Mayo Clinic Health Library

Carbohydrate-loading diet

Updated: 11-07-2018

Definition

A carbohydrate-loading diet, also called a carb-loading diet, is a strategy to improve your athletic performance for endurance events by increasing the amount of fuel stored in your muscles.

Carbohydrate loading occurs when you eat a high-carbohydrate "training diet" at the same time that you scale back your activity level in the days before an event.

Purpose

Any physical activity requires carbohydrates for fuel. For most recreational activity, your body uses its existing energy stores for fuel.

But when you engage in long, intense athletic events, your body needs extra energy to keep going. The purpose of carbohydrate loading is to give you the energy you need to complete an endurance event with less fatigue, improving your athletic performance.

Carbohydrate loading may be most beneficial if you're an endurance athlete — such as a marathon runner, swimmer, cyclist or all three — preparing for an event that will last 90 minutes or more. Other athletes generally don't need carbohydrate loading. It's usually enough to get about half of your calories from carbohydrates.

Diet details

The role of carbohydrates

Carbohydrates, also known as starches and sugars, are your body's main energy source. Complex carbohydrates include legumes, grains and starchy vegetables, such as potatoes, peas and corn. Simple carbohydrates are found mainly in fruits and milk, as well as in foods made with sugar, such as candy and other sweets.

During digestion, your body breaks down carbohydrates into sugar. The sugar enters your bloodstream, where it's then transferred to individual cells to provide energy. Sugar is stored in your liver and muscles as glycogen — your energy source.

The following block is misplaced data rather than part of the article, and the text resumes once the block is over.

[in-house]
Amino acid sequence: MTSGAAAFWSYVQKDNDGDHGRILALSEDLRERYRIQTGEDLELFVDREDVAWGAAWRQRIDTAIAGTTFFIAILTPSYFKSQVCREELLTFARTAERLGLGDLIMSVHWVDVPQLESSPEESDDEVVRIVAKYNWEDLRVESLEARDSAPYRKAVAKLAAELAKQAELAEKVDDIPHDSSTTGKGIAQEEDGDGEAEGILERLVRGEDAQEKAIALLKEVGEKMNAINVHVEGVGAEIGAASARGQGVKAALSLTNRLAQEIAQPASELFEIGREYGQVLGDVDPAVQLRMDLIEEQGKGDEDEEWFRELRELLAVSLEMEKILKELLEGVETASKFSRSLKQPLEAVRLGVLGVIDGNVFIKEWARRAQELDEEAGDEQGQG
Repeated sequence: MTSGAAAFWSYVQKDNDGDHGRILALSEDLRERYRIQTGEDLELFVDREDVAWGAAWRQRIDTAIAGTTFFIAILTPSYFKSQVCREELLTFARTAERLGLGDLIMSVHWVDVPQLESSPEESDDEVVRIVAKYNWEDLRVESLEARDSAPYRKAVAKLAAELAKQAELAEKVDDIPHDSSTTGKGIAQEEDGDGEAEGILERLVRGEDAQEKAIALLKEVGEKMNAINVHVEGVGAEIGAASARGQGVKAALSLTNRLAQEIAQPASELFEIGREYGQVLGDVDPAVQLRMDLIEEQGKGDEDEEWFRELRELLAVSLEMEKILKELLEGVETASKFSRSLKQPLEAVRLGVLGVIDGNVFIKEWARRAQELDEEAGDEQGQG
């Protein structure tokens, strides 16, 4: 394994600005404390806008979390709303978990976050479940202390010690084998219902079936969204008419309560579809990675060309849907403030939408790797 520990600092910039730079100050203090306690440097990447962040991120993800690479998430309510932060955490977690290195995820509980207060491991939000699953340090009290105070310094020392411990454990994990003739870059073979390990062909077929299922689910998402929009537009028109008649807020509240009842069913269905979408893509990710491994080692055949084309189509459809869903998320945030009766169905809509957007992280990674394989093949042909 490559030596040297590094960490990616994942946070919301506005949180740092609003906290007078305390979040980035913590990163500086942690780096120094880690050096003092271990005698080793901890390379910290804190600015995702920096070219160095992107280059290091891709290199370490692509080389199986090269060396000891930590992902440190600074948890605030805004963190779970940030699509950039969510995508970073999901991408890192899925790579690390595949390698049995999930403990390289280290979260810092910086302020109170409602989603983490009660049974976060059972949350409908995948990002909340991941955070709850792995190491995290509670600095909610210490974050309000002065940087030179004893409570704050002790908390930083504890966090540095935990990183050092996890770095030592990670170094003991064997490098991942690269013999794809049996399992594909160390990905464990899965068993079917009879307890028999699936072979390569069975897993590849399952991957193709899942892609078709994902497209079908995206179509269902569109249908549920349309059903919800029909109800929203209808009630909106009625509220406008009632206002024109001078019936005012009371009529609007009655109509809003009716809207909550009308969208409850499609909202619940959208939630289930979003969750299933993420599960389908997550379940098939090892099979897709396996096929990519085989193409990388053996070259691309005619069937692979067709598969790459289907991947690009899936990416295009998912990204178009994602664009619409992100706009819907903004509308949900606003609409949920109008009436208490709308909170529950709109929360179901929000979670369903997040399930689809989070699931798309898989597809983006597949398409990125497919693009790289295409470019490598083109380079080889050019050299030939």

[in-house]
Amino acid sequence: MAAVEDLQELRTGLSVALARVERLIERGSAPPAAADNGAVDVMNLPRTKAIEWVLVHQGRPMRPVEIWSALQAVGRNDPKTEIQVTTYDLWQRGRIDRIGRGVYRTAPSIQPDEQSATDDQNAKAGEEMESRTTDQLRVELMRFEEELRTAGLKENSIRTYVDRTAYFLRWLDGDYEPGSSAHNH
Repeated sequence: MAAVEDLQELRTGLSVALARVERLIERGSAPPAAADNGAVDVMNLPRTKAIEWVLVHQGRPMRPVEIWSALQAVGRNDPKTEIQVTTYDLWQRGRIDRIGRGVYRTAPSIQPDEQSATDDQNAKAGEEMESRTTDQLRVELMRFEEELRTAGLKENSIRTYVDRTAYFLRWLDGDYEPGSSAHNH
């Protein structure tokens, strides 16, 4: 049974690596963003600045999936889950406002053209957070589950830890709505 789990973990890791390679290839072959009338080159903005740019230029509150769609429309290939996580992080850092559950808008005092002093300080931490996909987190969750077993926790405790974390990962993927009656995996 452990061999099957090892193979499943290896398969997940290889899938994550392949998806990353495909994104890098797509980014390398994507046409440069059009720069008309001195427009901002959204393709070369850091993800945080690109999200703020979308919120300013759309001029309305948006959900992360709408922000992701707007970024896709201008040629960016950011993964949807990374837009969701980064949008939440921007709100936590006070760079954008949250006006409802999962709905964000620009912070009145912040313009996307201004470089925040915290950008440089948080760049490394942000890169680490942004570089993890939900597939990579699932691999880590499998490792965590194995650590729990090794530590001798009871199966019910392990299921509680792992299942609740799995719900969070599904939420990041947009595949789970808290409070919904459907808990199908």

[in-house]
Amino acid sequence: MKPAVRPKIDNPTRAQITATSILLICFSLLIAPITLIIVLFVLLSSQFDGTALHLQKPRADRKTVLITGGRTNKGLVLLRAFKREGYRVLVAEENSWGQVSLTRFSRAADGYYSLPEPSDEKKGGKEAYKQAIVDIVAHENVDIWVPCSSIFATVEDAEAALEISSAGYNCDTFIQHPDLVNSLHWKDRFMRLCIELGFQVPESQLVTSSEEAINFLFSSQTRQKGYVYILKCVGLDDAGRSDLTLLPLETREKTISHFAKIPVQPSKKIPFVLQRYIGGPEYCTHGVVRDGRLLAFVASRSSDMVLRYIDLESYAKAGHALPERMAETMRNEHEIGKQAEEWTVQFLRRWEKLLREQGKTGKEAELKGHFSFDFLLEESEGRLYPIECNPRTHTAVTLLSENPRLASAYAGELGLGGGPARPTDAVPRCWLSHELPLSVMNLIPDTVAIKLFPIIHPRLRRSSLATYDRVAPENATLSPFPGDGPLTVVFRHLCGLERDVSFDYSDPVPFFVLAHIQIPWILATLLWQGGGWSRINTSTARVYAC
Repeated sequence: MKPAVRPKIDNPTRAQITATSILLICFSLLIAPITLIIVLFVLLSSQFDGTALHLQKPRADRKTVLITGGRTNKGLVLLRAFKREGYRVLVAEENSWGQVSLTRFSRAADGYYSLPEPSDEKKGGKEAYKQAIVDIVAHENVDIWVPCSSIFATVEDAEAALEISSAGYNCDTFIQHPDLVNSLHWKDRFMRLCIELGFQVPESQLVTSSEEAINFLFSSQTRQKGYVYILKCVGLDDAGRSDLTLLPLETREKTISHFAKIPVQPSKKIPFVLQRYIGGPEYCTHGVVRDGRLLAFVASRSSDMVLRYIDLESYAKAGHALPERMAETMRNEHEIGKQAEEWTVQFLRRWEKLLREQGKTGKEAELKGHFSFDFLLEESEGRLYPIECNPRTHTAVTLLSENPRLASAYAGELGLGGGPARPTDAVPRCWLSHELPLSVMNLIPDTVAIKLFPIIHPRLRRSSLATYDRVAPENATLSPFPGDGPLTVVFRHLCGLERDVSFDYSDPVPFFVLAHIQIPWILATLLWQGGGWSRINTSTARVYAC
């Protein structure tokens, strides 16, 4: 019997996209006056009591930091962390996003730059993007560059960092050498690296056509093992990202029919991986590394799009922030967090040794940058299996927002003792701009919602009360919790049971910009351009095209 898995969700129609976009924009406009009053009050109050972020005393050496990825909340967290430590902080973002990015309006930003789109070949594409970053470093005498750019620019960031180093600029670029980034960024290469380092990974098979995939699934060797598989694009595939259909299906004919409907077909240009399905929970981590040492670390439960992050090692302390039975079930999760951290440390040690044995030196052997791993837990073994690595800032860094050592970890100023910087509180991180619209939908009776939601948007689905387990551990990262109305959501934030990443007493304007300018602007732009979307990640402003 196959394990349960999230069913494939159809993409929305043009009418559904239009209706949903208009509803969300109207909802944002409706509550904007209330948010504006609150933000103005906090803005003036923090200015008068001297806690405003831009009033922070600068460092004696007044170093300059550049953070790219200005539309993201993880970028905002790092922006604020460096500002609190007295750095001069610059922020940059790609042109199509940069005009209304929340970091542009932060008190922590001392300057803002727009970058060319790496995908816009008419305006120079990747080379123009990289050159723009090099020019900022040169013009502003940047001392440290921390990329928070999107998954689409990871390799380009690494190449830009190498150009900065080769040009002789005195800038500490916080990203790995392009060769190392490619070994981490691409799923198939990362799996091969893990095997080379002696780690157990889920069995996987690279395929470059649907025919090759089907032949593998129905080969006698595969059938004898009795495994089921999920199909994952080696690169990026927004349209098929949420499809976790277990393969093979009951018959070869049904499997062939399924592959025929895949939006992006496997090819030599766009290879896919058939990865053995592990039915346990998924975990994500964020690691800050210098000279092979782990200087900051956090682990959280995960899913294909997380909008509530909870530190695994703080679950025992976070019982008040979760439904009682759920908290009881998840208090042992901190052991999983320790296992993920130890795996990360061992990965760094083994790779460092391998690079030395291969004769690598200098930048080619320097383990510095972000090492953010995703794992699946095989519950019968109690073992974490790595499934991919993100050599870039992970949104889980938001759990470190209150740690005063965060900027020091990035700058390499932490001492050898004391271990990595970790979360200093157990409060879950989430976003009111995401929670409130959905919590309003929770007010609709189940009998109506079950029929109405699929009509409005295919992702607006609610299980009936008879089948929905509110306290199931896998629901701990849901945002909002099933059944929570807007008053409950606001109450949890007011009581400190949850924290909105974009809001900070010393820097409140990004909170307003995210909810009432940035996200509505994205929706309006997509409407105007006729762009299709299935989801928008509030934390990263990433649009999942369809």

Increase your energy storage

Your muscles normally store only small amounts of glycogen — enough to support you during recreational exercise activities. If you exercise intensely for more than 90 minutes, your muscles may run out of glycogen. At that point, fatigue might set in, and your performance may suffer.

But with carbohydrate loading, you may be able to store more energy in your muscles. This may give you the stamina to make it through longer endurance events. But, you'll still need to consume some energy sources during your event.

Carbohydrate loading

Carbohydrate loading is done the week before a high-endurance activity. One to three days before the event, increase your carbohydrate intake to about 8 to 12 grams of carbohydrate per kilogram of body weight. Cut back on foods higher in fat to compensate for the extra carbohydrate-rich foods.

Also scale back your training for three to four days before the event. The combination of eating more carbohydrates and tapering activity appear to boost muscle glycogen stores.

How many carbs you need depends on your total calorie goal as well as your sport. For most athletes, 5 to 7 grams of carbohydrate per kilogram of body weight daily is right for general training. (Note that 1 kilogram equals 2.2 pounds.) Endurance athletes may need up to 12 grams per kilogram.

Sample carbohydrate-loading meal plan

Here's a sample carbohydrate-loading meal plan for an athlete who weighs 170 pounds (77 kilograms). It's based on 4.5 grams of carbohydrates for each pound (10 grams per kilogram) of body weight.

You can tweak this sample carbohydrate-loading meal plan to suit your own tastes and nutritional needs.

Sample carbohydrate-loading meal plan